The Underwater Zoo is marvelously designed so that you can interact with creatures as diverse as Otters and Penguins.  You can also observe, up close, such exotic ones as Piranhas and Scorpions and Giant Camel Spiders.  The zoo is divided into different ecological zones that give you a perspective of the creatures’ habitats.

The Beatles LOVE by Cirque du Soleil – Vegas Show

Beatles

The Mirage, Las Vegas has custom built a theater for this show.  The unforgettable music and lyrics of the legendary Fab Four is combined by the incredible acrobatics and interpretive freestyle dance of the Cirque du Soleil.  Using over 6,000 speakers and 24 digital projectors, the show is a powerful experience and entertainment at its very best.

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4 Fine Wine Producing Regions of Italy

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Wine drinking in Italy is an essential way of life. One of the world’s oldest wine producing countries, Italy also produces the largest volume and widest variety of universally popular wines in the world. That status rests squarely on its quality and diversity.

While proof is always in the tasting, here are our picks from among, literally, hundreds of varieties.

Piedmont
This red wine is a product of the wine growing Piedmont region. Beautiful Turin is its capital. Pliny the Elder praised the superb quality of wine produced here. In Italian, nebbia means “fog.” Grape harvesting happens in mid to late October in the foggy season. It could also be because the grape develops a milky covering.

Piedmont

Nebbiolo is a light red wine, highly tannic and famously “tar and rose” scented. It requires several years of aging and is often blended to reduce the strong tannins. The grape does not grow well in other wine growing areas; it requires good drainage and a long growing sub-Alpine climate. These, among other requirements, make the region’s wines unique and a star in Italy’s wine heritage.

Chianti
Chianti comes from the lovely central Italian region of Tuscany. Its vineyards and olive groves with scattered stone villages are iconic of the Italian landscape.

Produced since the 13th century, Chianti is Italy’s most famous wine. It is forever associated with the “Chianti Mountains” and villages near Florence. Today the Chianti wine making region covers the provinces of Prato, Florence, Arezzo, Pistoia, Pisa and Siena.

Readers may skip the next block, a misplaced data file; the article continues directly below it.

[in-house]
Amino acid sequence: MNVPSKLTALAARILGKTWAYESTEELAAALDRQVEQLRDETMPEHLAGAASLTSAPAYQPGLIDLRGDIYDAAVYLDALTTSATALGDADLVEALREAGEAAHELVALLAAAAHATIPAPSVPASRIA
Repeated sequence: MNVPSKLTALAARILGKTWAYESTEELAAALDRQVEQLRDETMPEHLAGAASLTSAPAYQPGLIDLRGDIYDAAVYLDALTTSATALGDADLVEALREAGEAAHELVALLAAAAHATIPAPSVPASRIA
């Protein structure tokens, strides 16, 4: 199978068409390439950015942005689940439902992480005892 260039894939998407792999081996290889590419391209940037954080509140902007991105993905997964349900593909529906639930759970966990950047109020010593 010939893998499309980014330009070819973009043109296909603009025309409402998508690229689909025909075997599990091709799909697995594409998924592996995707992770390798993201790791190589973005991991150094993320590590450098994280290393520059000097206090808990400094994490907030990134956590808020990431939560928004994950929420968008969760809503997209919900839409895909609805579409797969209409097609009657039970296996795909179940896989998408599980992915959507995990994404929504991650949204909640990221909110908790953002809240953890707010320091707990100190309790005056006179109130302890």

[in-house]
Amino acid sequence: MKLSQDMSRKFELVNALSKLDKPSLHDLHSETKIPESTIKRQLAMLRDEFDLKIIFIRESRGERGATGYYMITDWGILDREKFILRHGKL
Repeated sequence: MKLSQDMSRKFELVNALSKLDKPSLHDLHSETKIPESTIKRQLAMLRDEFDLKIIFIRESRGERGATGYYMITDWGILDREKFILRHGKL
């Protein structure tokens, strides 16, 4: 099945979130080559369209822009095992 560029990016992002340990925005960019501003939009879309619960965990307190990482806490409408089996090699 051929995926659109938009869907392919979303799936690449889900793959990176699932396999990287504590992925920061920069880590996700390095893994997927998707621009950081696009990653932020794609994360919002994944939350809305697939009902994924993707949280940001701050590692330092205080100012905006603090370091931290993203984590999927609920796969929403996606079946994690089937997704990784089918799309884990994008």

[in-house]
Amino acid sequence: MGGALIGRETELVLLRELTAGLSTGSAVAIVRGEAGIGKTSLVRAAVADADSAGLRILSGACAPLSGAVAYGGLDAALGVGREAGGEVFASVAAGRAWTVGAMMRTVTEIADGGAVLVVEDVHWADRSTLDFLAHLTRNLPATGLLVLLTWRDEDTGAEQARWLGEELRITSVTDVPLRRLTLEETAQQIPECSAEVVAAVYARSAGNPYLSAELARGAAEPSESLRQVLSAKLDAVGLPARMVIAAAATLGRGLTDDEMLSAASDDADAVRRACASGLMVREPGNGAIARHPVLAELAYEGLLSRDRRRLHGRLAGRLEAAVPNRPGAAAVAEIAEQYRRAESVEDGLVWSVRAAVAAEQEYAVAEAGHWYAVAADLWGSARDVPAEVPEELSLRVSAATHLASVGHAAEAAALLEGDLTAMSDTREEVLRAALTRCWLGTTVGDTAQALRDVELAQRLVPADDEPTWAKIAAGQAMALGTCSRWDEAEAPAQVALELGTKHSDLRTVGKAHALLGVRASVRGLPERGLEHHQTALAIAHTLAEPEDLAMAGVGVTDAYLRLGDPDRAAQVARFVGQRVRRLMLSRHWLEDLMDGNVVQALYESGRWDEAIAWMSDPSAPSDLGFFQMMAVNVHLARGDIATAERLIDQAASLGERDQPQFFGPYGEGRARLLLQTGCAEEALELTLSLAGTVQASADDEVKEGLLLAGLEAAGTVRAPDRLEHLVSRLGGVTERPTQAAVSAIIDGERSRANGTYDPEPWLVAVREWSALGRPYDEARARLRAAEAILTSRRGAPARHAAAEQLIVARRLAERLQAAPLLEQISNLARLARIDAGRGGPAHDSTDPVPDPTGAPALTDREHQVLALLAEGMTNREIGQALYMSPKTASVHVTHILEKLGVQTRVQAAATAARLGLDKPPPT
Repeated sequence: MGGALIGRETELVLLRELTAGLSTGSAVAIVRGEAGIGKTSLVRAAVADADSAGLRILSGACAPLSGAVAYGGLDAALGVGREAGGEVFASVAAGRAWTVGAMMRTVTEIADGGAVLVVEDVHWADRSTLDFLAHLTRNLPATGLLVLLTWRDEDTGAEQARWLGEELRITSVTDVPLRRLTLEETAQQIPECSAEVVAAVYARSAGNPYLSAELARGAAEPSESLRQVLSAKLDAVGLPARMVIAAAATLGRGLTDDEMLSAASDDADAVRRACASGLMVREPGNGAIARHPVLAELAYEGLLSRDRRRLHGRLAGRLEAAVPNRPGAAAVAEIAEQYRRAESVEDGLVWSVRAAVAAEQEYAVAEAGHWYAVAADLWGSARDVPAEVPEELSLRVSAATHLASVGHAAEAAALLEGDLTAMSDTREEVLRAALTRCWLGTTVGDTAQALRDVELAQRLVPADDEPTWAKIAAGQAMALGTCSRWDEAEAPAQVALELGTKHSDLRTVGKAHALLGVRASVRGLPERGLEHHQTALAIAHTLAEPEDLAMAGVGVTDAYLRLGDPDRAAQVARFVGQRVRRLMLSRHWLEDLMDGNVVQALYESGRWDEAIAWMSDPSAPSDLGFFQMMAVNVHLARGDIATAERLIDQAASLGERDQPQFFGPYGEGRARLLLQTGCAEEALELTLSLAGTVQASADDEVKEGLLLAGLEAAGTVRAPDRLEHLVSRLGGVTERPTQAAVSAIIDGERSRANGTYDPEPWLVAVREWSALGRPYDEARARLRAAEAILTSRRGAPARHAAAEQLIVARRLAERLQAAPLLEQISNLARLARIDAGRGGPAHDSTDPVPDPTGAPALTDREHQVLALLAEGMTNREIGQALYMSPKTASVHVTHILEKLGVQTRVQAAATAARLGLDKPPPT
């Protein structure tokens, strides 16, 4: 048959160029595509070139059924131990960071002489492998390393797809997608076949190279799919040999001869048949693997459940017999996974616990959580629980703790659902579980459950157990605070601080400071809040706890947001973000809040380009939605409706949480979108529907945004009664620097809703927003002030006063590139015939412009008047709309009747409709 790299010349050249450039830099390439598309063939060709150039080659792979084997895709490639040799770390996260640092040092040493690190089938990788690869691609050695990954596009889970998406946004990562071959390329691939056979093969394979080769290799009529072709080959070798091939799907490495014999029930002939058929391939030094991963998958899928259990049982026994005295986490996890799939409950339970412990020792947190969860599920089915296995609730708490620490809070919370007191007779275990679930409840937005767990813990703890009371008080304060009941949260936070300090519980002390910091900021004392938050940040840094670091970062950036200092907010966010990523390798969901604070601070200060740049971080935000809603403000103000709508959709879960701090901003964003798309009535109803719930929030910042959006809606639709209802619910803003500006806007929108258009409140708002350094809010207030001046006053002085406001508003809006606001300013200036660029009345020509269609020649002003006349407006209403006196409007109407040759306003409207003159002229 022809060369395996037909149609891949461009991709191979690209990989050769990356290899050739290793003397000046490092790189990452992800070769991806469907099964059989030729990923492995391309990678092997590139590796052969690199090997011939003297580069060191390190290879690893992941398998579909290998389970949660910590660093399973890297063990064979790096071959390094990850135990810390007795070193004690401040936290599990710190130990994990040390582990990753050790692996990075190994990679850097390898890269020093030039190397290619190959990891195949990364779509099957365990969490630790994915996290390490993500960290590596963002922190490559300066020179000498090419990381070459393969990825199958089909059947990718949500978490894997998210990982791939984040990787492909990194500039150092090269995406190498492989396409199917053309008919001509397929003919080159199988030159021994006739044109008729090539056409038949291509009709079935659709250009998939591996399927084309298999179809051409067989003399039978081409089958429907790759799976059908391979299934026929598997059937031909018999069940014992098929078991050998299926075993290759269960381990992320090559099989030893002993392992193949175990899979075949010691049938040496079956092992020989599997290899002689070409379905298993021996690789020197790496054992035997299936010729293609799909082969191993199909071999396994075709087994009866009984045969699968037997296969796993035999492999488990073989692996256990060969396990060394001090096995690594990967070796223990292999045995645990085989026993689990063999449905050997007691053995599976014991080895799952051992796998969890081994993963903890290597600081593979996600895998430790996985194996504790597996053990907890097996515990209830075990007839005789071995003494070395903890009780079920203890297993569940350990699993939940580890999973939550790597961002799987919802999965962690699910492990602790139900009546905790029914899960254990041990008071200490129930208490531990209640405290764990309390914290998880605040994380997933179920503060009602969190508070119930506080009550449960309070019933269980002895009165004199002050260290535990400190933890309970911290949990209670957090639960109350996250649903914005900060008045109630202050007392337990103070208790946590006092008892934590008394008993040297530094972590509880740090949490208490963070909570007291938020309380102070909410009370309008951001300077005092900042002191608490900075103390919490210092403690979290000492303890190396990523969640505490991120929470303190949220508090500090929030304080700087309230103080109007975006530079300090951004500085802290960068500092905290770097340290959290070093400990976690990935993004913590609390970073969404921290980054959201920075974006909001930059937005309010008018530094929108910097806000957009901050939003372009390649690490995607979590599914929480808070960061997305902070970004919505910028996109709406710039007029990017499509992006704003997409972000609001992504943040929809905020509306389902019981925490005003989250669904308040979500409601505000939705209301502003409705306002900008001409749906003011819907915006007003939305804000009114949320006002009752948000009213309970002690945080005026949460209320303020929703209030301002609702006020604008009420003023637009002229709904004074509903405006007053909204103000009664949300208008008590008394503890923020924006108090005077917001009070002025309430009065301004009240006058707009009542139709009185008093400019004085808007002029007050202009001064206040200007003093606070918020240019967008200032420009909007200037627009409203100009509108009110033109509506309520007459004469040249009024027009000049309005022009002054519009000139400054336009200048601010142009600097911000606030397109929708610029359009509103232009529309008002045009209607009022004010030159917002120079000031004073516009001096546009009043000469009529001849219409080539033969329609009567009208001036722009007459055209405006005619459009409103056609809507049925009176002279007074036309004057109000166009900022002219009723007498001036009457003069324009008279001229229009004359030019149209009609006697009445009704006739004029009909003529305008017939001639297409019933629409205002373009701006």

Chianti

Chianti has gone through many changes in its recipe. The wine we know today is the creation of Barone Ricasoli in the late 19th century. The characteristics of the wine are its red, black and cherry colour; mint, spice floral, nutty, various wild herbs aromas and mellow tannins. Generally speaking Chianti is any Sangiovese-based wine and has three very broad classes – classico, superior and super Tuscans. The minimum aging period for Chianti is four months with some prized classes aged up to 38 months.

Trentino
Trentino-Alto Adige is a wine-producing province in north Italy, with the Dolomite Mountains as a backdrop. The mountains and other geographical features provide a climate ideal for good quality grapes producing dry and sparkling wines and popular reds.

grapes

Trentino produces plenty of grappa, a traditional home-made Italian drink. It is derived from the left-over seeds and skins used to make wine. However, it is most famous for several other wine varieties.

The two regions produce wines that reflect its dual German-Italian heritage. Alto-Adige produces Italy’s finest white wines. Here Muller-Thurgau, Rieslings Gewurztraminer, Sauvignon Blanc, Lagrein, Pinot Grigio and Pinot Gris dominate. Two native red grapes – Teroldego Rotoliano and Marzemino – are the source for two of Italy’s most famous red wines: Carbernet/Merlot and Trentino Rosso.